The best practice for optimizing your product pages depends on your budget. Ideally, with an unlimited budget, you target the most relevant keyword with the highest search volume and include that keyword in the title and meta tags of your landing pages. You will include similar keywords and long-tail keywords in the body content and subheadings of your product pages.

Keyword competitiveness would need to be taken into account to determine the best target keyword for your budget. This sometimes involves targeting long-tail keywords with lower search volumes instead. In this case, you will place the long-tail keyword in your title and meta tags and any similar keywords in the body content and subheadings.

Optimizing content for ecommerce: PLO keywords 

Online marketplaces like Amazon, eBay, Etsy, etc., have much simpler ranking algorithms compared to search engines. There are a number of ways to optimize your product listings using the keywords you’ve researched:


  • Title: Create a keyword-rich title that accurately describes your product. Prioritize high-value keywords while ensuring the title remains readable and engaging.

  • Product Description: Write a detailed and persuasive product description. Incorporate relevant keywords naturally throughout the description to improve search visibility. This is where you will include all the lower-priority keywords that you discovered for the product.

  • Bullet Points and Product Features: Use bullet points or a concise list to outline the key features and benefits of your product. Clearly communicate what sets your product apart from competitors. Incorporate relevant keywords in a natural and informative manner.

  • Optimize images by including relevant keywords in the file names, alt text, and image descriptions. 

  • Backend Keywords and Tags: Utilize backend keywords or tags (depending on the platform) to further optimize your product listings. These are not visible to customers but help search algorithms understand the relevance of your product. Incorporate additional relevant keywords that may not fit naturally in other sections of the listing. (click here for a guide to Amazon backend keywords).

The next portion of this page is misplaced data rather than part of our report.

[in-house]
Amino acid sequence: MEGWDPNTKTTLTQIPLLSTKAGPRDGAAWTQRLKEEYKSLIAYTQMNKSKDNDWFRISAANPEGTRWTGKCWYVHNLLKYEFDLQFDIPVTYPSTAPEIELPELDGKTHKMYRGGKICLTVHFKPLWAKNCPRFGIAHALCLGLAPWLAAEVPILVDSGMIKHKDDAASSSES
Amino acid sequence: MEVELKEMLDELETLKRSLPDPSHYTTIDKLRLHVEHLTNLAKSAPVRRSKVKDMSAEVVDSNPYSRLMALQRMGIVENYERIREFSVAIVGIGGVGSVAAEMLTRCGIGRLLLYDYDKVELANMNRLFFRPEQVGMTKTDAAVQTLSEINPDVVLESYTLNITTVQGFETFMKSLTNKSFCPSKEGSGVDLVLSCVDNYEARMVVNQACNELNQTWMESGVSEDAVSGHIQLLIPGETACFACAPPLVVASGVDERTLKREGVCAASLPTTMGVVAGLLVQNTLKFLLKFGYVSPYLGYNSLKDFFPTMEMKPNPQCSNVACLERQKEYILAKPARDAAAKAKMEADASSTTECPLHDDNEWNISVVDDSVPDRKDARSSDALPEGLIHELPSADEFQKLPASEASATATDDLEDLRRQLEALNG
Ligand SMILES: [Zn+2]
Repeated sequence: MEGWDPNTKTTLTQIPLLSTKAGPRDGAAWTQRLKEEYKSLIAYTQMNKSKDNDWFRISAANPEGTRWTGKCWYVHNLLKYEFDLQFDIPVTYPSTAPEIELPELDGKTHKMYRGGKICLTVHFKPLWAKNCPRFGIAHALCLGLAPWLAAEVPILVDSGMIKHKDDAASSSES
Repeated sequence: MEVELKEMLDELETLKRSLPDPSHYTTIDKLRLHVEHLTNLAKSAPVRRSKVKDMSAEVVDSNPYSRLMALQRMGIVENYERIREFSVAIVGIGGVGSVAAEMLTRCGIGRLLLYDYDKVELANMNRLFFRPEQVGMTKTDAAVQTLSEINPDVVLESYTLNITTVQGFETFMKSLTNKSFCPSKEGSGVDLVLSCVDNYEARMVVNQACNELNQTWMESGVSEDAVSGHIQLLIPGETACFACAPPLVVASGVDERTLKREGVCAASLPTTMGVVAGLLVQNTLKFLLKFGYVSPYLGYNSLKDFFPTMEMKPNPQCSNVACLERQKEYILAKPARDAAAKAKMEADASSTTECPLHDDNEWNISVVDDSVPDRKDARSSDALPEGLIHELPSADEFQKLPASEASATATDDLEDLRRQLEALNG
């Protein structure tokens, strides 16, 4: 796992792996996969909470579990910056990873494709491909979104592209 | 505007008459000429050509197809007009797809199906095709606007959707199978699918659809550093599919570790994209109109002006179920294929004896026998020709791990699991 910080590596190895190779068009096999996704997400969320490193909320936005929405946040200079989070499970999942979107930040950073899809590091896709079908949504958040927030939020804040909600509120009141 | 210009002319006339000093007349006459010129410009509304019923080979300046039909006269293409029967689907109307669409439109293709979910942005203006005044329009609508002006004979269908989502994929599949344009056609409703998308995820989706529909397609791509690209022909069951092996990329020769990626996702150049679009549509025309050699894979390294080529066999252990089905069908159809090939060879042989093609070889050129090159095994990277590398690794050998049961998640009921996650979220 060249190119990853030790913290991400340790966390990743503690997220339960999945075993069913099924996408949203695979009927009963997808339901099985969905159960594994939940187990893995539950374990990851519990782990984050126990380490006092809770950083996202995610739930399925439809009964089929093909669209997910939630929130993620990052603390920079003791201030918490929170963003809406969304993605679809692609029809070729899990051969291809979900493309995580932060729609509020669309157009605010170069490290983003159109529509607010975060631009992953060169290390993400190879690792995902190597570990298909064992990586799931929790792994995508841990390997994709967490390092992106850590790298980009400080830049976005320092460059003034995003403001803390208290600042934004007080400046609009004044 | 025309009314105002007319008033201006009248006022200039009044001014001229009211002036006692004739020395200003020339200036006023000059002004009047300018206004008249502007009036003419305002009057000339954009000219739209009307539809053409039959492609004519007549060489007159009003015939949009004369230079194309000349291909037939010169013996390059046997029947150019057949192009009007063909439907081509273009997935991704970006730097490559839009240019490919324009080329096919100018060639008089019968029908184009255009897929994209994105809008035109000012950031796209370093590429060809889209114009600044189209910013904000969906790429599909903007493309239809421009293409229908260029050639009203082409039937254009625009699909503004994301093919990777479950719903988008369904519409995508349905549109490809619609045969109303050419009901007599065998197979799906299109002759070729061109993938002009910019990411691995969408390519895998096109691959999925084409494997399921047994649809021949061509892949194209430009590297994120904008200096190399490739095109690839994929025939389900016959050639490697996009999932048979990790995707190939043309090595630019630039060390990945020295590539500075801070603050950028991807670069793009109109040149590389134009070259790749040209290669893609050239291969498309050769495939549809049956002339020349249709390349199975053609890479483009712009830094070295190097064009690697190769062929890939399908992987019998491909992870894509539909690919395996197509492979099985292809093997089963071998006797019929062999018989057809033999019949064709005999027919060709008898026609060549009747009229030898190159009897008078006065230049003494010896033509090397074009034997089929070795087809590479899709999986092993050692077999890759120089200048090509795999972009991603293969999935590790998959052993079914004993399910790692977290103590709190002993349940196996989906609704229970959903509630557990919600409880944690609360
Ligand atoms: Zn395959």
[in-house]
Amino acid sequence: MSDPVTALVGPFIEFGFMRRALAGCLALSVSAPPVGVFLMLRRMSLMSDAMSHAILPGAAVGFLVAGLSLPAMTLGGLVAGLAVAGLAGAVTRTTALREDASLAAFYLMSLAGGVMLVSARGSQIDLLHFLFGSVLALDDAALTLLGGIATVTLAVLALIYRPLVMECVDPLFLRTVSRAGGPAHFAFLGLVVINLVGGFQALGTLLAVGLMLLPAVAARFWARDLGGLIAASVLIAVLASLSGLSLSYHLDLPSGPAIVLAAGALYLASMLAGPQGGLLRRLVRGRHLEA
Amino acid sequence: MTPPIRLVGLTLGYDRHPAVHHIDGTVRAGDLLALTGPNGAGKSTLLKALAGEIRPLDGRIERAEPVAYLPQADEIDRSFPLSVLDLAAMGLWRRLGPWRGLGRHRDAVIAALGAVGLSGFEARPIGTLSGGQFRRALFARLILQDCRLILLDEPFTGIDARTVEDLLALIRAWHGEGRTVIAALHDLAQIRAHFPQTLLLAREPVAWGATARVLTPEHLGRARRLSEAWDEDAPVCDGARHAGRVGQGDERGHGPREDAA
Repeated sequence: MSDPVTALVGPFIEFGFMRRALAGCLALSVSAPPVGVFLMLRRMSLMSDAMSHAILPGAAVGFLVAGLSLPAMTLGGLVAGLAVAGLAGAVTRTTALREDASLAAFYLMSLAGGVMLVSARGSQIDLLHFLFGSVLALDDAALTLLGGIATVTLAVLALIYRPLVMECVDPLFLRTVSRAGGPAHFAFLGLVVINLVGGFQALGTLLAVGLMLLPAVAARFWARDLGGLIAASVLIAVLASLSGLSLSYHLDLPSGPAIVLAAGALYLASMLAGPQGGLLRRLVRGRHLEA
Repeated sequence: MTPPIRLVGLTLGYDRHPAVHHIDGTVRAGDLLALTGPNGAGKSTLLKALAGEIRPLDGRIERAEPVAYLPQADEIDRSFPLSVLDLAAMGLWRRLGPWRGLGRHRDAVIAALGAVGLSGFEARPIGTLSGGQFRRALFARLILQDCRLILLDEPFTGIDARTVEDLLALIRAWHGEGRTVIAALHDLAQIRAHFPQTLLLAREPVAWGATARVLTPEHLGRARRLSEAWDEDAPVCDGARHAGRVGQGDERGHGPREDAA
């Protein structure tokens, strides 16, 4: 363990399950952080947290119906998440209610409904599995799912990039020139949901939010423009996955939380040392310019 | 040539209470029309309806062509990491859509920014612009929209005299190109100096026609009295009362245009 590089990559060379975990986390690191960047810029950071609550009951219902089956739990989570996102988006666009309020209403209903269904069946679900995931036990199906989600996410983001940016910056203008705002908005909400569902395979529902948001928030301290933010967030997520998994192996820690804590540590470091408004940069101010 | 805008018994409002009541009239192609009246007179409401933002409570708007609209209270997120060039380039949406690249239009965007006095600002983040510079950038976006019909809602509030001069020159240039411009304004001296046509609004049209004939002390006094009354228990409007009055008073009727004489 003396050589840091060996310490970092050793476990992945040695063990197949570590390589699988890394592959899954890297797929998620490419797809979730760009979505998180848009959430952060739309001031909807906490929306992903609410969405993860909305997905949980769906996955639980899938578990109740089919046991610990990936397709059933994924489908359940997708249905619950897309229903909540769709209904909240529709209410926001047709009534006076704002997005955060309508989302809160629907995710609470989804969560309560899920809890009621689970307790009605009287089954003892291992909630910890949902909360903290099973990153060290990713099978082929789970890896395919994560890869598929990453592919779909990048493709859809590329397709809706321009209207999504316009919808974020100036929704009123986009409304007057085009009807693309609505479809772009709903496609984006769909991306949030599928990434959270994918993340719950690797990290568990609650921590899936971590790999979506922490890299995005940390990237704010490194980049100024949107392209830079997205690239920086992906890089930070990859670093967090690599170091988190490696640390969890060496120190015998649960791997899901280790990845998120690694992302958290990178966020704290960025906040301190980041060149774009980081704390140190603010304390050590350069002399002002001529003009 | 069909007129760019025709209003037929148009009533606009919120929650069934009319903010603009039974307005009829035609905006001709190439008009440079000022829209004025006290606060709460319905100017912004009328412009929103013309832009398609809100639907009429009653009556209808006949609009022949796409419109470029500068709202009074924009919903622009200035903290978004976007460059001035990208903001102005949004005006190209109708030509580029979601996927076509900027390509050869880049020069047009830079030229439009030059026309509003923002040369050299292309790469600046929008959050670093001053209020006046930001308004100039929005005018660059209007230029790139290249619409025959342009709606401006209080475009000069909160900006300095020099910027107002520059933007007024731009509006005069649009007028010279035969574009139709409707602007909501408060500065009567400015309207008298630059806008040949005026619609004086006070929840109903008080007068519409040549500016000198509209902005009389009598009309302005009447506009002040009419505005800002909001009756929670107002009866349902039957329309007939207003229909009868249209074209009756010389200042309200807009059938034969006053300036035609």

• Mention complement products: Complementary products are items that consumers frequently purchase together. On platforms like Amazon, you can identify complements through the "Frequently bought together" section displayed on product pages. By incorporating complements into your product listing, such as in bullet points, product descriptions, or hidden keywords, you increase your visibility to potential customers who may not be directly searching for your product but show interest based on their search behavior.


Note: PLO is different from SEO, and each sales channel has its own set of requirements when it comes to keyword research and improving your ranking. To learn more about product listing optimization and how you can improve your ranking for specific channels, click here


8. Assess, monitor, and tweak as you go